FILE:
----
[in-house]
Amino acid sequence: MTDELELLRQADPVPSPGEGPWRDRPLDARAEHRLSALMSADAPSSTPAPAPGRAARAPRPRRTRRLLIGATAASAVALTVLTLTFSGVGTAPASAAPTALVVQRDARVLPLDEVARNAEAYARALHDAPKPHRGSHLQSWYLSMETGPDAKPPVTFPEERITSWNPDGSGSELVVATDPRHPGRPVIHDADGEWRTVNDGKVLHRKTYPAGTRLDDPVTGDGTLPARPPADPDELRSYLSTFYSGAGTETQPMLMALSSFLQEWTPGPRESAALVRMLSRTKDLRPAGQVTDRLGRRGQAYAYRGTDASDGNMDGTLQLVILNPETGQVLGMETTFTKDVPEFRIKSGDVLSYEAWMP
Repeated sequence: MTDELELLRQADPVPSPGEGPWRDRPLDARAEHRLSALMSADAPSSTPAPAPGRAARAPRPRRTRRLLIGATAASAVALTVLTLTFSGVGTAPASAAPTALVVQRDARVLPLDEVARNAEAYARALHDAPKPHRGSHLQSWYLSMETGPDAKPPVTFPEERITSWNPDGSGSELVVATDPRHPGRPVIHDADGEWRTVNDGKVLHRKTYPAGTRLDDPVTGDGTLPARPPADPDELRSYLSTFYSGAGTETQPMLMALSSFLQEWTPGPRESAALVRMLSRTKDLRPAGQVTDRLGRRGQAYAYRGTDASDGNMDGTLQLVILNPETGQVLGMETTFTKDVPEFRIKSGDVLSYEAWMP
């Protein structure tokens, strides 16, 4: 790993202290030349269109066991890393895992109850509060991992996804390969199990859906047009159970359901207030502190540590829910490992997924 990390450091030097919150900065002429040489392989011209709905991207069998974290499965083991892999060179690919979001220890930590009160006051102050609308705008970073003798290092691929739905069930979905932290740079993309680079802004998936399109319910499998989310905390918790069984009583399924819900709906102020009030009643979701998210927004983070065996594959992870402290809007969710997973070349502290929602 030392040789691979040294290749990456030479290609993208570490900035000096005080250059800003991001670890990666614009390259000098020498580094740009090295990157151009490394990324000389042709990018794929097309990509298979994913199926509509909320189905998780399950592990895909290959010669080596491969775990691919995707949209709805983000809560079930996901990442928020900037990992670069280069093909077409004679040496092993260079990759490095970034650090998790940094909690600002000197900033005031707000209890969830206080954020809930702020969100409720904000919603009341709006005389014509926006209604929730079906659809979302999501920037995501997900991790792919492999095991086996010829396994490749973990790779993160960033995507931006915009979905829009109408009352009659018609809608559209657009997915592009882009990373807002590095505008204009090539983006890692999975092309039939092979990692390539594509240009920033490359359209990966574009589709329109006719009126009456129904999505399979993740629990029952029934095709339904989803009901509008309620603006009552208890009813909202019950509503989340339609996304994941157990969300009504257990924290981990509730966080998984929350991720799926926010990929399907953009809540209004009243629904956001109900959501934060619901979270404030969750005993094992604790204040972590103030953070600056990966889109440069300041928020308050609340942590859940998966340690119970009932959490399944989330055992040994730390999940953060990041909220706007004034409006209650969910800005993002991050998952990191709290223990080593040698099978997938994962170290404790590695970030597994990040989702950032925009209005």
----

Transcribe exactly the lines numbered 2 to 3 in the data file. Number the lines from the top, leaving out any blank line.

Amino acid sequence: MTDELELLRQADPVPSPGEGPWRDRPLDARAEHRLSALMSADAPSSTPAPAPGRAARAPRPRRTRRLLIGATAASAVALTVLTLTFSGVGTAPASAAPTALVVQRDARVLPLDEVARNAEAYARALHDAPKPHRGSHLQSWYLSMETGPDAKPPVTFPEERITSWNPDGSGSELVVATDPRHPGRPVIHDADGEWRTVNDGKVLHRKTYPAGTRLDDPVTGDGTLPARPPADPDELRSYLSTFYSGAGTETQPMLMALSSFLQEWTPGPRESAALVRMLSRTKDLRPAGQVTDRLGRRGQAYAYRGTDASDGNMDGTLQLVILNPETGQVLGMETTFTKDVPEFRIKSGDVLSYEAWMP
Repeated sequence: MTDELELLRQADPVPSPGEGPWRDRPLDARAEHRLSALMSADAPSSTPAPAPGRAARAPRPRRTRRLLIGATAASAVALTVLTLTFSGVGTAPASAAPTALVVQRDARVLPLDEVARNAEAYARALHDAPKPHRGSHLQSWYLSMETGPDAKPPVTFPEERITSWNPDGSGSELVVATDPRHPGRPVIHDADGEWRTVNDGKVLHRKTYPAGTRLDDPVTGDGTLPARPPADPDELRSYLSTFYSGAGTETQPMLMALSSFLQEWTPGPRESAALVRMLSRTKDLRPAGQVTDRLGRRGQAYAYRGTDASDGNMDGTLQLVILNPETGQVLGMETTFTKDVPEFRIKSGDVLSYEAWMP